This presentation will cover a brief overview of the Seattle Surveillance Ordinance, recommendations for Portland privacy/tech activists about passing a Portland Surveillance Ordinance, and recent activism happening regarding the use of biometric technologies at the Port of Seattle (namely at SeaTac airport). The overarching focus will be more on specific takeaways for Portland based on what activists have learned in Seattle. It will also touch on the broader collection of biometric information. Since Seattle has one of the earliest Surveillance Ordinances in the nation, it also has a number of imperfections (like any beta or v1 software). There are some important lessons that Portland could learn from Seattle, in the hopes of Portland eventually having a stronger Surveillance Ordinance of its own.

The first roughly 45 minutes will consist of the presentation and the remaining time is set aside for questions and discussion. Please bring your questions! We hope for a lively and interactive discussion after the presentation.

Speaker bio:

The speaker has nearly a decade of experience working in tech, primarily in cybersecurity. More recently, they've been civically engaged in regards to surveillance technology in the greater Seattle, WA area.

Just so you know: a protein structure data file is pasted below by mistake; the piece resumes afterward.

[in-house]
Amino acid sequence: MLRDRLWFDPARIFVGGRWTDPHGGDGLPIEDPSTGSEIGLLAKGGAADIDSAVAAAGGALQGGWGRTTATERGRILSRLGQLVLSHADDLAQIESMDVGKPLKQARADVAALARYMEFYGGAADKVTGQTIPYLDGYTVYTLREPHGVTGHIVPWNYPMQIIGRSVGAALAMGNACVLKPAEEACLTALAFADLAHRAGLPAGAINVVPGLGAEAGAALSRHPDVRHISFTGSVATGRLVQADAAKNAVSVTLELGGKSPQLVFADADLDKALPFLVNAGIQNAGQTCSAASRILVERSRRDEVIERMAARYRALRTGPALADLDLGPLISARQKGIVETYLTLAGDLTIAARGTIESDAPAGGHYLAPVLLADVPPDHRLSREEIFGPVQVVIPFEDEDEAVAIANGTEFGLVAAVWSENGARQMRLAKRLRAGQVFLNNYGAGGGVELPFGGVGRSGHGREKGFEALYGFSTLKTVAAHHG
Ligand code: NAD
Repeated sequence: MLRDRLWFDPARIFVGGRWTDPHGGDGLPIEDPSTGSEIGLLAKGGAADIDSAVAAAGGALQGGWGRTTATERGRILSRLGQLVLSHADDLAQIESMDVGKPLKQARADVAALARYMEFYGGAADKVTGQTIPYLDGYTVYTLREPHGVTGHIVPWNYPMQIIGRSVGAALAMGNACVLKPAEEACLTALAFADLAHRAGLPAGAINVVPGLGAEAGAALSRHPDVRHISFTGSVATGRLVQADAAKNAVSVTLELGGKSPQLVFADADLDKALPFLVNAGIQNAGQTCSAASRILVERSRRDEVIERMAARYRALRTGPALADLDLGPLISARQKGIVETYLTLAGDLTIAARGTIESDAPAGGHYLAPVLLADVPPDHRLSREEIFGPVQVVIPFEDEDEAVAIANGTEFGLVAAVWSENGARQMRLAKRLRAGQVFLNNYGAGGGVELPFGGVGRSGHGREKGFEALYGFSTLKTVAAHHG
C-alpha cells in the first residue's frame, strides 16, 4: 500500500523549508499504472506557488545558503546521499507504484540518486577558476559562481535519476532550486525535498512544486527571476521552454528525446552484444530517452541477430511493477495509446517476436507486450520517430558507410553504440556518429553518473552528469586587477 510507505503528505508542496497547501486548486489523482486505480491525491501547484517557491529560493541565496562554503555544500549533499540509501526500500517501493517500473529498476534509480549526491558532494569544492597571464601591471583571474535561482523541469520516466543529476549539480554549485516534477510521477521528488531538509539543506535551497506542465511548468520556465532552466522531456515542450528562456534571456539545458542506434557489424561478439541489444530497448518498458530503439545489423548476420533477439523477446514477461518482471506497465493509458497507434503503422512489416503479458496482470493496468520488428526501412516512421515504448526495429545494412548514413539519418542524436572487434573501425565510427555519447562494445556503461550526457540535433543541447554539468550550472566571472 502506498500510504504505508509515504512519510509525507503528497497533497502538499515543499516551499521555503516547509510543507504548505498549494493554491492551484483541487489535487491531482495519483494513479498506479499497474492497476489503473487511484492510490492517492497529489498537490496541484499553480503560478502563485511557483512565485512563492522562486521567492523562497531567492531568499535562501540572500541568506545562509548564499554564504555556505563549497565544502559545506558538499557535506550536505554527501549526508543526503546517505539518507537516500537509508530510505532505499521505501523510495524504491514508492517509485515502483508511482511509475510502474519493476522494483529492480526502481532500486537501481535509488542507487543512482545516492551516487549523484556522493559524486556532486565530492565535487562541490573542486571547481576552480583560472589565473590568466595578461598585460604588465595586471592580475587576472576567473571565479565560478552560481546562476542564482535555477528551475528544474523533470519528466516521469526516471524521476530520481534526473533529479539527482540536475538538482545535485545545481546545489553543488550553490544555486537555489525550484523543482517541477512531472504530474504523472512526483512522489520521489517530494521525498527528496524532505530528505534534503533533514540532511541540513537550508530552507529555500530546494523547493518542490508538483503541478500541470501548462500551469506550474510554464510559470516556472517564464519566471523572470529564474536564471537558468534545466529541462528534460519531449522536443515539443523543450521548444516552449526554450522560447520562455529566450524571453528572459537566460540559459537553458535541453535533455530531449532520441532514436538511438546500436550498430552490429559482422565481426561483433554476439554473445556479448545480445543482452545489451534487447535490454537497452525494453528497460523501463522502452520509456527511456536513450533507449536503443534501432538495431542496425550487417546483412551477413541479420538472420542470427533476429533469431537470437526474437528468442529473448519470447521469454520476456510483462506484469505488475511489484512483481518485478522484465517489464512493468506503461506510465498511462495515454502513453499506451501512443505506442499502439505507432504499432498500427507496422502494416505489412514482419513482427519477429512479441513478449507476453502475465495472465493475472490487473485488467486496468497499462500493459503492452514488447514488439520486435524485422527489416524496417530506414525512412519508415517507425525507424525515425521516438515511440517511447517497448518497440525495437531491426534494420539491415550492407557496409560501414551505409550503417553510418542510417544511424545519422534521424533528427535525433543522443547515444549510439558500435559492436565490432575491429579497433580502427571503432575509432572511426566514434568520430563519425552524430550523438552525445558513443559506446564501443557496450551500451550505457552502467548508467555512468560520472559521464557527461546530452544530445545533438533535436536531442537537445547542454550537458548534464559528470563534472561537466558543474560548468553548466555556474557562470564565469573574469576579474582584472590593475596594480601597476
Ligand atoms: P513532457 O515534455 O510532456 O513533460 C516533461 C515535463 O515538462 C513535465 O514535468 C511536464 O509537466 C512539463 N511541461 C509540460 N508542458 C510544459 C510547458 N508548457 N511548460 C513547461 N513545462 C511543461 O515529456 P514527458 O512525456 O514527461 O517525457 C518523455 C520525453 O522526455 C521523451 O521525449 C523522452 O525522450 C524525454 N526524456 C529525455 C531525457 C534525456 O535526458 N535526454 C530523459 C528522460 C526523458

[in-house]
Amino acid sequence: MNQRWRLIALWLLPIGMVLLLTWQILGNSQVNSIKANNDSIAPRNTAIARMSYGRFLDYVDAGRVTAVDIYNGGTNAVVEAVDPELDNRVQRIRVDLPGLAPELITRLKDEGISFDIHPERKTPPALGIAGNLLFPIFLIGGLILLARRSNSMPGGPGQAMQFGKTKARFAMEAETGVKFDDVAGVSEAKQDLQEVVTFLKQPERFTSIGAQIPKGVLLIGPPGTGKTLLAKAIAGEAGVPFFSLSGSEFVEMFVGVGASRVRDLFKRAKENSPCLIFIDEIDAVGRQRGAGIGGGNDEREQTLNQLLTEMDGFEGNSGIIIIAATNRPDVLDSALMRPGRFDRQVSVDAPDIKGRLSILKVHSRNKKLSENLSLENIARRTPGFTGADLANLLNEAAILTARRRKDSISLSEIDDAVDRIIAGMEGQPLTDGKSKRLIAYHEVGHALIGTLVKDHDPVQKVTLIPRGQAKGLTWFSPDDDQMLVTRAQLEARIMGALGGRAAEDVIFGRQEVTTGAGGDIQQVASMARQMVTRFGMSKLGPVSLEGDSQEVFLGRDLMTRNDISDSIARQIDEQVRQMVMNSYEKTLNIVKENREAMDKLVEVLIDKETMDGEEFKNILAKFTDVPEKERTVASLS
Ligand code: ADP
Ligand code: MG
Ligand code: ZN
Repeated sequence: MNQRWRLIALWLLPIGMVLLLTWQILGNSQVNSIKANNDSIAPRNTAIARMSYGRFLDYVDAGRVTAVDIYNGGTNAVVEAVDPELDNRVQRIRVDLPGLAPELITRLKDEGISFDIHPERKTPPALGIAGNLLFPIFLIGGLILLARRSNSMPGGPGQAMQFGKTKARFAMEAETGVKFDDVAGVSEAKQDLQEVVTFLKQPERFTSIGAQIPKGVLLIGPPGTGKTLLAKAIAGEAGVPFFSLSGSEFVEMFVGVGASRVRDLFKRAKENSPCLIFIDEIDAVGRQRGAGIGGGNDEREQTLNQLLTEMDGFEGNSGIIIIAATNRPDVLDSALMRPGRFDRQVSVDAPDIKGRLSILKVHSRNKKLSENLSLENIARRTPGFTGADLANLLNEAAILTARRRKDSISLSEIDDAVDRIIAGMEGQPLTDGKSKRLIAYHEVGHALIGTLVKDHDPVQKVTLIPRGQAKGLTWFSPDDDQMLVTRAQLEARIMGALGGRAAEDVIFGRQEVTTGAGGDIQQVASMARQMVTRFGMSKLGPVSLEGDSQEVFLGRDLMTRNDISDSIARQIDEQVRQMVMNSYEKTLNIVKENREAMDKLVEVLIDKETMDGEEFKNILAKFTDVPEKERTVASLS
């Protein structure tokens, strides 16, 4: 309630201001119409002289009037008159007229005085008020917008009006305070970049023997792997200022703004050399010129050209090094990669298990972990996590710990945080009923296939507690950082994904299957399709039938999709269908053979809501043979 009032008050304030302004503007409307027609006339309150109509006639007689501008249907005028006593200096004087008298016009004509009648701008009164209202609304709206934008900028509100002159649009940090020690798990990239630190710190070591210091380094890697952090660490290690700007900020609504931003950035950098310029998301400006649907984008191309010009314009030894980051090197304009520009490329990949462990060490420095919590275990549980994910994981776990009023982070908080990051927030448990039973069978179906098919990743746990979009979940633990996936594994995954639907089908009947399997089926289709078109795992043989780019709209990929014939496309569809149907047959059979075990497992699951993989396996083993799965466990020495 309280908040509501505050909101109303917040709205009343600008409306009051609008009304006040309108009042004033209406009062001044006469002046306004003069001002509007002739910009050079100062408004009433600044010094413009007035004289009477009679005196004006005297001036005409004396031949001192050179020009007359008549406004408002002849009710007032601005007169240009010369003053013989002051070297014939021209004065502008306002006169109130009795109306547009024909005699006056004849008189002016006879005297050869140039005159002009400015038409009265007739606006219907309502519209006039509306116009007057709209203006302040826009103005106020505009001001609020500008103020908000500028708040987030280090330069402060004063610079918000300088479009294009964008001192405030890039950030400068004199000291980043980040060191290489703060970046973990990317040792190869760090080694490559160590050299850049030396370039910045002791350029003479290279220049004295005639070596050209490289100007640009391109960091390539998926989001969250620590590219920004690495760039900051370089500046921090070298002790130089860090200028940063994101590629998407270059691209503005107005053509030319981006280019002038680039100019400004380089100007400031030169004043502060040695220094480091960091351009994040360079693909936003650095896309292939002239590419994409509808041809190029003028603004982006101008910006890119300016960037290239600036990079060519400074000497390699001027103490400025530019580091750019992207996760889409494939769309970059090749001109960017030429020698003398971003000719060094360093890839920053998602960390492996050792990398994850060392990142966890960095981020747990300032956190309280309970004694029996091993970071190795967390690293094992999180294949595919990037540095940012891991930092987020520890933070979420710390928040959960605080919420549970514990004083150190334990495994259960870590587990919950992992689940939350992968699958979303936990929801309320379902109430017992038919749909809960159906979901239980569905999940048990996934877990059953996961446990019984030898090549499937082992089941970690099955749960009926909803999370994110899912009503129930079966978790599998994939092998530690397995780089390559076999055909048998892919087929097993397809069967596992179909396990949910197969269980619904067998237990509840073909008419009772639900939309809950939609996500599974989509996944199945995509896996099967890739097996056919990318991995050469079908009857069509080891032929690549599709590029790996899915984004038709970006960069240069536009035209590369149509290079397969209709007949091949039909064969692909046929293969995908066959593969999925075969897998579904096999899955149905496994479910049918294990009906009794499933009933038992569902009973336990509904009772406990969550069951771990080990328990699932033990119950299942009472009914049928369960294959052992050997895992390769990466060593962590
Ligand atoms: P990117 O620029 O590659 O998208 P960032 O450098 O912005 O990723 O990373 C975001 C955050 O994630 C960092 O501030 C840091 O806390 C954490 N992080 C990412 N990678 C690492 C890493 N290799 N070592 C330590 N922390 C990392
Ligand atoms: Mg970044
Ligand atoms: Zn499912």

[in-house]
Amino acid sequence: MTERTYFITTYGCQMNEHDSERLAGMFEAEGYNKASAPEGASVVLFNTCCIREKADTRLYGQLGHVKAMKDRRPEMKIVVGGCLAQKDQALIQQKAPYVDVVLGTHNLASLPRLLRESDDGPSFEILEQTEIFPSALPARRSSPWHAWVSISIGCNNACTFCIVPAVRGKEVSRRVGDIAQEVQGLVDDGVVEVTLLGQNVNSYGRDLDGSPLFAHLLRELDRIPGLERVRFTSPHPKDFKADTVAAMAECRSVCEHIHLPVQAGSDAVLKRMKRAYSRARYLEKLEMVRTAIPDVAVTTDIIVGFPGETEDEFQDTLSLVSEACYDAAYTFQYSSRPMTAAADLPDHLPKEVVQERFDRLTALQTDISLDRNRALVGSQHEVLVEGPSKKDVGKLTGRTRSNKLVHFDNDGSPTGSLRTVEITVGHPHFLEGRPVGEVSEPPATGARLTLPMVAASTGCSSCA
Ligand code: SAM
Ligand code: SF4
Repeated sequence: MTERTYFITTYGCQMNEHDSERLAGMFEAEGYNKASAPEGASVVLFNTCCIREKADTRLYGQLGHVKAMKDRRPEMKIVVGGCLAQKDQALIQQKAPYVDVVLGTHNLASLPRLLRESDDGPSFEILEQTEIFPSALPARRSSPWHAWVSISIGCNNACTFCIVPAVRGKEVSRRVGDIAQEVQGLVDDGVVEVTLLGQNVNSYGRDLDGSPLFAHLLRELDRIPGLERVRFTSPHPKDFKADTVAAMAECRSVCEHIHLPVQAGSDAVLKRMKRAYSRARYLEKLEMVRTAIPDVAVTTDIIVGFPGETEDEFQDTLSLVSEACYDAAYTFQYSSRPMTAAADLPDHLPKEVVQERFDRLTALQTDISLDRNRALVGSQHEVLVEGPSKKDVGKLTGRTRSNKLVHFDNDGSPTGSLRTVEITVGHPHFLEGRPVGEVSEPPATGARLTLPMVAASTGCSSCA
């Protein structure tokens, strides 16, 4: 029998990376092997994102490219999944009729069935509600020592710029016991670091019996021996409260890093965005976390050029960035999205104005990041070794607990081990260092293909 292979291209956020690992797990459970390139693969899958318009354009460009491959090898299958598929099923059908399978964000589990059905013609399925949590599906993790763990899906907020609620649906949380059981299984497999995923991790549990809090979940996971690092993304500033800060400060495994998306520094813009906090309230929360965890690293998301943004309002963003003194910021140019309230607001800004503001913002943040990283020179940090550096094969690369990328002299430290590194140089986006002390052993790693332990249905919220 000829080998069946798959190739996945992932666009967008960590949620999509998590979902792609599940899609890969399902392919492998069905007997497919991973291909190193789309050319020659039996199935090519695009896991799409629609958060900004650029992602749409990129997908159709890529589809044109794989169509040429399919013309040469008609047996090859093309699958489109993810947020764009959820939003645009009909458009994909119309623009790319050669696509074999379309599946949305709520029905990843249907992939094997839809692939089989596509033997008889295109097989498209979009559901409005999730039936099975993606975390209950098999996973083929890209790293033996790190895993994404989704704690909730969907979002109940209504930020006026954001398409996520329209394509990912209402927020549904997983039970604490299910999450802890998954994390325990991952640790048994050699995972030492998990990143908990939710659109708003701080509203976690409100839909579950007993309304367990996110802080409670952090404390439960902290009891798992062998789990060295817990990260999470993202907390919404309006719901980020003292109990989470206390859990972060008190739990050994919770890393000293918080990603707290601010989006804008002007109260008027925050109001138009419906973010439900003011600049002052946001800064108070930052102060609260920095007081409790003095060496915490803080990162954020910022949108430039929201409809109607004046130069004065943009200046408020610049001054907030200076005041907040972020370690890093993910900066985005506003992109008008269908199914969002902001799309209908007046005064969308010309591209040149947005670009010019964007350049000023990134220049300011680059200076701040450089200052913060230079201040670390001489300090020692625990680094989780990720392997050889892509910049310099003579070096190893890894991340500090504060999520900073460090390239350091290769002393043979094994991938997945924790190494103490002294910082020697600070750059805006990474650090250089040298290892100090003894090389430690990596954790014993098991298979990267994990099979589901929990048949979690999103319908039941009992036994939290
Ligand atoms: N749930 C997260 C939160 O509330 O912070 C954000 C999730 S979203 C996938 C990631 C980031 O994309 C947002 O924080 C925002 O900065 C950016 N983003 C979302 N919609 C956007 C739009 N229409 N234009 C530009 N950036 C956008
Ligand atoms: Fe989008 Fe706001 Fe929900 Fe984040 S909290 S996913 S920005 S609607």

By attending this TA3M meeting, you agree to follow our Code of Conduct: https://www.meetup.com/Portlands-Techno-Activism-3rd-Mondays/pages/22681732/Code_of_Conduct/

{short} Code of Conduct Portland's Techno-Activism 3rd Mondays is dedicated to providing an informative and positive experience for everyone who participates in or supports our community, regardless of gender, gender identity and expression, sexual orientation, ability, physical appearance, body size, race, ethnicity, age, religion, socioeconomic status, caste, or creed.

Our events are intended to educate and share information related to technology and activism, and anyone who is there for this purpose is welcome. Because we value the safety and security of our members and strive to have an inclusive community, we do not tolerate harassment of members or event participants in any form.

Audio and video recording are not permitted at meetings without prior approval.

Our Code of Conduct (https://www.meetup.com/Portlands-Techno-Activism-3rd-Mondays/pages/22681732/Code_of_Conduct/) applies to all events run by Portland's TA3M. Please report any incidents to the event organizer.

Website
Monday
Oct 18
Clearview AI and the State of Biometrics at the US Federal Level
Online

Last year, the City of Portland banned the use of facial recognition technologies by municipal government and local businesses. While enactment of these facial recognition bans is an important local victory in the fight to protect our biometric privacy, what about use of facial recognition by the federal government?

Federal agencies are exempt from local laws, and although a number of national privacy bills are currently under consideration in Congress, some of those bills would preempt state and local privacy laws like ours. To review the current federal proposals, take a look at the great bill tracker by the International Association of Privacy Professionals located here: https://iapp.org/resources/article/us-federal-privacy-legislation-tracker/